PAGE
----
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The energy firm behind one of the world’s biggest offshore wind farms has scrapped plans to build large electricity plants in the Norfolk countryside. Vattenfall, which wants to build two wind farms around 50 kilometres off the east Norfolk coast, said today it will use more advanced technology which will mean a cable corridor it hopes to dig across the Norfolk countryside will be narrower. It also means no relay stations will be needed.
As more wind farms sprout up in Scotland an increasing amount of subsidy is being paid. The £51.5million subsidy paid to wind farms is more than double the £22.7million paid over the same three months last year.
Campaigners say that National Grid’s controversial 33-mile proposed pylon route between Cefn Coch and Oswestry costing an estimated £300 million is now under threat after Energy Minister Andrea Leadsom confirmed that windfarms at Llanbadarn Fynydd, Llaithddu, Llanbrynmair and Carnedd Wen were being refused.
A controversial giant windfarm which has finally been given approval will not be built unless a 200 mile sub-sea connection links Shetland to the mainland, according to the industry.
The UK government's plan to build thousands of new off-shore wind turbines along the British coast are in doubt after energy regulators announced that wind farm companies do not have the right to force their way onto people's land to lay cables.
Fresh calls are being made for parts of the Brechfa Connection wind farm power lines route to be placed under ground on the outskirts of Carmarthen. Town councillors said the wooden H-frames proposed to cross the River Towy, near Abergwili Bridge, will be a blight on the landscape and affect the Towy Valley.
‘The falling value of land, farms and homes; loss of earnings in agriculture and tourism; health implications; the destruction of natural beauty spots; the conservation of local heritage – these are all very real fears that local communities now have.’
Councillors backed their current stance to oppose the plans vehemently on the grounds that communities across the area will still be affected. National Grid announced it plans to bury eight of the 33 miles of 400 kv line that will be needed if windfarm developers win permission to build a network of sites across north Powys through the Meifod valley between Welshpool and Oswestry.
But renewable companies argue that this system was brought in before many wind farms were built, and was designed to encourage generators to site fossil fuel power stations within reasonable distances of towns and cities. This option is not generally available to windfarms, which are often better sited on hills and offshore.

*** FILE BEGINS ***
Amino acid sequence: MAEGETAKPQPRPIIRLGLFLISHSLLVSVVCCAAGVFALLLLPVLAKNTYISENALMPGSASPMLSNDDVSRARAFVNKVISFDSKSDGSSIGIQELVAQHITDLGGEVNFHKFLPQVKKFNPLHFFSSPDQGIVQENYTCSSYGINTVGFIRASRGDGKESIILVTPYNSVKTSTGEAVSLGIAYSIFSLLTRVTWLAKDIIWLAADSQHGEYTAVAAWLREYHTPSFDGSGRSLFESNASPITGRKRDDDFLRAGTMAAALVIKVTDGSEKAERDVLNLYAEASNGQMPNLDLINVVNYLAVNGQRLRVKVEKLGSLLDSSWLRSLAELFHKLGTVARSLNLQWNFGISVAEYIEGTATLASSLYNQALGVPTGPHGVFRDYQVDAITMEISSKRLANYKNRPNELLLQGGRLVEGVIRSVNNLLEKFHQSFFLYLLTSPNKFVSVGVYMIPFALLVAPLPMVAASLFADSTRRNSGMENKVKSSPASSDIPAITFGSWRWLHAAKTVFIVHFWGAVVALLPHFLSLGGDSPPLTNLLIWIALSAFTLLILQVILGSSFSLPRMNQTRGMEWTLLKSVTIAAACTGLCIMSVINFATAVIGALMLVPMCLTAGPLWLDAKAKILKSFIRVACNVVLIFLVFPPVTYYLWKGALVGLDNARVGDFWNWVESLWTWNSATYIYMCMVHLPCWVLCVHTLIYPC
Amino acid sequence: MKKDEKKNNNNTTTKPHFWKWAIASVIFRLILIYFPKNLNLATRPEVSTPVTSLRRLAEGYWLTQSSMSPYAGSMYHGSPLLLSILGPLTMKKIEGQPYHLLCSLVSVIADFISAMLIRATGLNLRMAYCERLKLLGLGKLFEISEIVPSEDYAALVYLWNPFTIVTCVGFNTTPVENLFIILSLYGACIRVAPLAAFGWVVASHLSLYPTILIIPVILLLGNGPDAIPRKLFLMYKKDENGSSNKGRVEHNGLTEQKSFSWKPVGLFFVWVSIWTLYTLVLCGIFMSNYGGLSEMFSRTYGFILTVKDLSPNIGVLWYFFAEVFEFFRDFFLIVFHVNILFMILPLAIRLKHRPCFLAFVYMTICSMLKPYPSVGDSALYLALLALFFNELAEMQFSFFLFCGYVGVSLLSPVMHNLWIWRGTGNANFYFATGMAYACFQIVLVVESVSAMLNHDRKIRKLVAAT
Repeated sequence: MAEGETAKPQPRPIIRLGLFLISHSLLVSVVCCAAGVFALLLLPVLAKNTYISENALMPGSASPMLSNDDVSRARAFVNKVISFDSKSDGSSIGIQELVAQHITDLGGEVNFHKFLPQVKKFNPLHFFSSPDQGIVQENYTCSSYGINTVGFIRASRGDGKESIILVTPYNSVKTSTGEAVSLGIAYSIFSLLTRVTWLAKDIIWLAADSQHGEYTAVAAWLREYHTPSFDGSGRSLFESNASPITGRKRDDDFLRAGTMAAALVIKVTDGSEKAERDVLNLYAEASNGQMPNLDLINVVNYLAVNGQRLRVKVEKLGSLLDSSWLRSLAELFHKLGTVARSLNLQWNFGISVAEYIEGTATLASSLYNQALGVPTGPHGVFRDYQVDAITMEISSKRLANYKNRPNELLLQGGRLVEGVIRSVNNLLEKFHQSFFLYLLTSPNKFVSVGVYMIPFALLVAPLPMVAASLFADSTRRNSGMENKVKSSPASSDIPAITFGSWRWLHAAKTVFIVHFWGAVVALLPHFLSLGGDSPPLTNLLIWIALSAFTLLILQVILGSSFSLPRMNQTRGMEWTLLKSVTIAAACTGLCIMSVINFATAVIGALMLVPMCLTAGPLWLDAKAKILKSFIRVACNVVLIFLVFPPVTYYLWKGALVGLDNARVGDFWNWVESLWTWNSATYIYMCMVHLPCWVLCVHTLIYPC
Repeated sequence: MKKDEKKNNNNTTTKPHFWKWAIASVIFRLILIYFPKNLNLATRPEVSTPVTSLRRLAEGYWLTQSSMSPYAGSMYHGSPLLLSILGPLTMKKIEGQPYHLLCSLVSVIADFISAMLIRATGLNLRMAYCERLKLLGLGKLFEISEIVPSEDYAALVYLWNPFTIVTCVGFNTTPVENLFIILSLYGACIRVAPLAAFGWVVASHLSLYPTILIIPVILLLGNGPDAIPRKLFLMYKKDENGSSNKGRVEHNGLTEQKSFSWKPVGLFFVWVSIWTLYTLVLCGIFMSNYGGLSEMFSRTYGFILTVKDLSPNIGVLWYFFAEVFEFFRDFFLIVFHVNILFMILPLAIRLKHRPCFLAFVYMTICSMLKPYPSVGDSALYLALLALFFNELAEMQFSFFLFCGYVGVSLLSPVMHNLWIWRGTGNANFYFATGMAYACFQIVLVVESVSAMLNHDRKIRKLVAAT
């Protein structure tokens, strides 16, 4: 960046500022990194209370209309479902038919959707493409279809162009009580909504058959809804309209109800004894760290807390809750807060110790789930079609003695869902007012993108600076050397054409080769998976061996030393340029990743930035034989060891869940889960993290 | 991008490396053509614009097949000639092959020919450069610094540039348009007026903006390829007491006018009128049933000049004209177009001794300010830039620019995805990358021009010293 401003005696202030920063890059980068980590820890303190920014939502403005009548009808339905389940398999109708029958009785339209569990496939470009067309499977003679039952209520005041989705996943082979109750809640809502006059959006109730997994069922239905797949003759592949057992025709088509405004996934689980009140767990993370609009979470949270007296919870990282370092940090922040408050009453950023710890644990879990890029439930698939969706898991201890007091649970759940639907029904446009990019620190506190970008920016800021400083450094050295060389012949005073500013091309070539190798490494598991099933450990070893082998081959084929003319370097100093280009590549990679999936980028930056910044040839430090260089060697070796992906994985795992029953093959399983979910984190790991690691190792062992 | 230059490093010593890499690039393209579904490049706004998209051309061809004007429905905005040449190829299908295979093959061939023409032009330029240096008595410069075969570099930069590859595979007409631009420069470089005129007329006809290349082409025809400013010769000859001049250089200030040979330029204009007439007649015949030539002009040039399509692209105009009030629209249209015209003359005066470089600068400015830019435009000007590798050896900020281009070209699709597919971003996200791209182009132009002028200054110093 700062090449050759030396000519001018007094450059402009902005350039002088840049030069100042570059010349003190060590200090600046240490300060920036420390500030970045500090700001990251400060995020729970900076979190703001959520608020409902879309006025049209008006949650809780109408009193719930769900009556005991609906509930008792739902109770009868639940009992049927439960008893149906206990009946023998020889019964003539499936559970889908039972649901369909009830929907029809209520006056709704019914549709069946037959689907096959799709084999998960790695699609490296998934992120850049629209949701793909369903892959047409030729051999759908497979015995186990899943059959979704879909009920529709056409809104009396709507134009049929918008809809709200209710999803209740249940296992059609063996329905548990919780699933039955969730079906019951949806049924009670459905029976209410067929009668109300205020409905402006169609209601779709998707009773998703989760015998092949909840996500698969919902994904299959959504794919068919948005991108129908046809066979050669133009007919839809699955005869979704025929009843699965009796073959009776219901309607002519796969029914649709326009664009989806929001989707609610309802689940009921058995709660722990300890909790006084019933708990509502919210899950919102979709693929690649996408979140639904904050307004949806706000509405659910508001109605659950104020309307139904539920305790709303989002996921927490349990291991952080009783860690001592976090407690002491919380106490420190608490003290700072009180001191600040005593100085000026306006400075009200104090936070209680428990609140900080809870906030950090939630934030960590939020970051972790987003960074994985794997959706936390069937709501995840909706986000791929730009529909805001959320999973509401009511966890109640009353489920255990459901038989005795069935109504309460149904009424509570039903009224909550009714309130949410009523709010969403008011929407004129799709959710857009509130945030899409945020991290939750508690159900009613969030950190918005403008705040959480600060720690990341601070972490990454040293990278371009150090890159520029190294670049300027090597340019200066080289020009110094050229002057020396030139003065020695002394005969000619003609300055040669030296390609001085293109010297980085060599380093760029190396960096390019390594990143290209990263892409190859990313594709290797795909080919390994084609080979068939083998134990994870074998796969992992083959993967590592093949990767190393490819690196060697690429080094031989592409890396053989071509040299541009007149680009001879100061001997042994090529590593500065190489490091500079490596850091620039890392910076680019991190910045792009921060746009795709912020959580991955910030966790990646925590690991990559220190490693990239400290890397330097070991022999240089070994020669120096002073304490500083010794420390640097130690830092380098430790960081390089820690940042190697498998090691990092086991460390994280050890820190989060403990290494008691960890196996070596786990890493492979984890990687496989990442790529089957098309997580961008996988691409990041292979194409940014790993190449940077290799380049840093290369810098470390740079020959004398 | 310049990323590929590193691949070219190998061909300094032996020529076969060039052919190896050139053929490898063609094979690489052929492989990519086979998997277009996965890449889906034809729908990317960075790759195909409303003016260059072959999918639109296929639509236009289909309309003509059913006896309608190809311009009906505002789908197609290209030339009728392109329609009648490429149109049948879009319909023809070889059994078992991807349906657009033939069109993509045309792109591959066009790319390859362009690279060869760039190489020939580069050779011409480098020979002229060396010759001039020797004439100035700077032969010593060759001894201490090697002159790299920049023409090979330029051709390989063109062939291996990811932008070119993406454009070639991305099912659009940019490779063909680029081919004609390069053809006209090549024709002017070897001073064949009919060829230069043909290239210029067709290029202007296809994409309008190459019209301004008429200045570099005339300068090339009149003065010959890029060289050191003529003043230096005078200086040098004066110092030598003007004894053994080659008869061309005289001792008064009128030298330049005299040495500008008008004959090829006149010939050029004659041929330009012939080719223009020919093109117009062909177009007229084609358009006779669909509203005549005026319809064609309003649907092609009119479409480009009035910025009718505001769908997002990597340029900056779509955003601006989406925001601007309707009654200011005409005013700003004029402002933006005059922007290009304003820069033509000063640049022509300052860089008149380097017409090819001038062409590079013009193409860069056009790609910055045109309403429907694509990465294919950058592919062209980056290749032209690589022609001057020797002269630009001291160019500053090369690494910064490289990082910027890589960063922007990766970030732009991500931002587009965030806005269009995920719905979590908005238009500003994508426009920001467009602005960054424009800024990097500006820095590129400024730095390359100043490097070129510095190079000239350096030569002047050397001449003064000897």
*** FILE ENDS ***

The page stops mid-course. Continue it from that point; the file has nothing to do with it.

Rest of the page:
Opponents to the scheme, which is due for completion next year, say it will further industrialise the local landscape and encourage yet more wind farm projects in a region they claim to be already saturated. "If this goes through, the whole area is going to be industrialised."
The scheme is part of a £200billion programme to switch to ‘green' energy and build nuclear power stations to meet targets to cut carbon emissions. This wider scheme will also be funded by higher bills for families and businesses. The network of pylons is expected to trigger disputes amid fears that beautiful views will be destroyed.
SSE chief executive Ian Marchant said: "The wind farm developers have said they cannot pay that so they have not signed their connection agreement that would give the financial guarantees. No wind farm developer will commit so there is no guarantee to build the link."
Leader of East Lindsey District Council, Coun Doreen Stephenson, has described the prospect of this happening as ‘catastrophic' - adding it could affect tourism to market towns such as Horncastle. "It is not acceptable for multi-national companies to overpower small communities by forcing their plans upon them," she said.
Electricity experts have moved to allay fears that huge pylons may be about to cut a swathe through the picturesque Lincolnshire Wolds. The National Grid is in the very early stages of working out how to link wind farms, such as those off the county coast, and other major renewable sources up to Britain's energy network.
At first glance, approval for the Beauly Denny power line through the Highlands of Scotland looks like a victory in the battle against climate change. ...Renewable energy investors may be relieved, but this decision by Scottish ministers is a needless and myopic act of vandalism. Climate change campaigners can mock the 18,000 people who objected as nimbys. But in trampling over ordinary people's love of wild landscapes, a depressing split has been opened in the Scottish environmental lobby.
Rupert Soames, the chief executive of Aggreko, the FTSE 250 emergency power generator, says the UK must prepare seriously for the danger of being hit by similar blackouts within the next decade. "It has happened before in developed countries and we should not kid ourselves that it cannot happen here," he said in an interview with The Sunday Telegraph. "The UK has an unacceptably high risk of interrupted power supply." ...sceptics worry that a so-called "intelligent grid" could also be used to ration consumers in the event of insufficient capacity.
Energy and climate change secretary Ed Miliband today unveiled new proposals to tackle delays to grid connection. Hold-ups have left some UK wind farm projects facing waits of up to 14 years before they can start delivering power to the grid. Under the current system, new energy projects are given a connection date on a first come, first served basis, which has resulted in about 200 projects with more than 60GW of generation capacity awaiting connection.